Payment Law Advisor Legal Commentary and Resources for the Payment Industry

PBOC Grace Period for Third-Party Payment Processor Licenses Set to Expire

Posted in Global Insights

With the arrival of September 2011, the grace period for third-party payment processor licenses will soon end. The People’s Bank of China (the “PBOC”), the central bank of China, has issued 40 licenses in two rounds. Many existing third-party payment processors are still waiting for the next round of license release. However, the market expectation about the next round of license release is not optimistic. The licensed third-party payment processors are aggressively looking for targets to merge, and some small- and medium-sized unlicensed third-party payment processors are seriously considering quitting.

The requirement for the government license to engage in the third-party payment business was established by the Administrative Measures on the Payment Service by Non-Financial Institutions (the “Payment Service Measures”), which took effect on October 1, 2010. Realizing that it is impossible for all existing third-party payment processors to comply with the Payment Service Measures, the PBOC granted a one-year grace period to allow the existing third-party payment processors to prepare for the application and run the business without any license.
Under the Payment Service Measures, working as intermediary agents to transfer all or a portion of monetary funds between payers and beneficiaries by using any of the methods listed below is subject to the license requirement:

  1. Payment through Networks. Such payments would include a monetary funds transfer between the payer and the beneficiary through public networks or private networks, including payments through wire transfer, payments through the Internet, payments through cell phones, payments through landline telephones and payments through digital TV;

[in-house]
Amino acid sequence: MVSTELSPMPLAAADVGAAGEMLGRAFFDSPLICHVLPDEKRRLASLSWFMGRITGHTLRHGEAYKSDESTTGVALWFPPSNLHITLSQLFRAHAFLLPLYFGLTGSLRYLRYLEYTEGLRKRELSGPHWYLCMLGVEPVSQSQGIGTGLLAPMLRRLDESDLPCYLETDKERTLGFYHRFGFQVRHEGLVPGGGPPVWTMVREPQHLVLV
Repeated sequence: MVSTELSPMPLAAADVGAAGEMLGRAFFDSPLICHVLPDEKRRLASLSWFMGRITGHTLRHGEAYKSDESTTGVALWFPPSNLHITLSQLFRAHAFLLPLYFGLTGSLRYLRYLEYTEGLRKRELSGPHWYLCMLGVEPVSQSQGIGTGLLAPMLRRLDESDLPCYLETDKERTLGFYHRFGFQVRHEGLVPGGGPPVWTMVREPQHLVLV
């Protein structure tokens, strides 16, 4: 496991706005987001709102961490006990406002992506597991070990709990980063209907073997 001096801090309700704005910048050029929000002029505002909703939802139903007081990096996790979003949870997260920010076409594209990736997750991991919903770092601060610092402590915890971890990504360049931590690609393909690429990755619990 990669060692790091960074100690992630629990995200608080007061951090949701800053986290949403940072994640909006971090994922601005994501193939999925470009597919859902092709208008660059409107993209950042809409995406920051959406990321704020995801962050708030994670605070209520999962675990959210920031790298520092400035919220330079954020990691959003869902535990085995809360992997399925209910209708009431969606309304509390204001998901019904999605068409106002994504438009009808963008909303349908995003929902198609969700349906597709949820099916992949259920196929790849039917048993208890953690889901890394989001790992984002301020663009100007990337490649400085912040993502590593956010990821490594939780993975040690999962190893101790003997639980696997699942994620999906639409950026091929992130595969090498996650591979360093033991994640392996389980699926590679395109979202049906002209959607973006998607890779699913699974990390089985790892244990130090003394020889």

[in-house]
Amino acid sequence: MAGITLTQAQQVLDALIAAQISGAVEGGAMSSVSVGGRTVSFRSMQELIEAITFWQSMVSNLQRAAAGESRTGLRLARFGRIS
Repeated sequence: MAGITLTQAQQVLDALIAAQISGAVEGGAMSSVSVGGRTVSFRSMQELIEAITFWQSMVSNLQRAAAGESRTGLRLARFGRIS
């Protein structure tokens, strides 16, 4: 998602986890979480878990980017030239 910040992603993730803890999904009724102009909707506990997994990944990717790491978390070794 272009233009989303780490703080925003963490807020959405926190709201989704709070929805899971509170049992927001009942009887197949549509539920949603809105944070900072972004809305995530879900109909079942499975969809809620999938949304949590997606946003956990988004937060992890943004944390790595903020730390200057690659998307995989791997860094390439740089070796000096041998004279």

2. Issuance and Acceptance of Prepaid Cards. Prepaid cards are cards that are issued for profit and in the form of passwords or cards with magnetic strips or electronic chips, and contain prepaid value that can be used to purchase goods or services;
  3. Acquisition of Payments using Bankcards. For example, the collection of monetary funds for merchants in a bankcard network by using a POS terminal; and
  4. Other Payment Services. Other methods of payment services, to be determined by the PBOC in the future on an as-needed basis.

The Payment Service Measures provide that the PBOC will draft a special rule to regulate foreign investment in China that engages in the business of payment processing. The official comment to such a provision is that the PBOC will not be ready to issue any licenses to foreign invested companies in China until the State Council approves the special rule to be drafted by the PBOC. So far, there is no certain news about the status of the special rules regulating foreign investment in this area. However, it is interesting that one existing foreign invested third-party payment processor has filed its application, and the application is being reviewed by the PBOC. The third-party payment society wants to know how the PBOC will deal with such an application.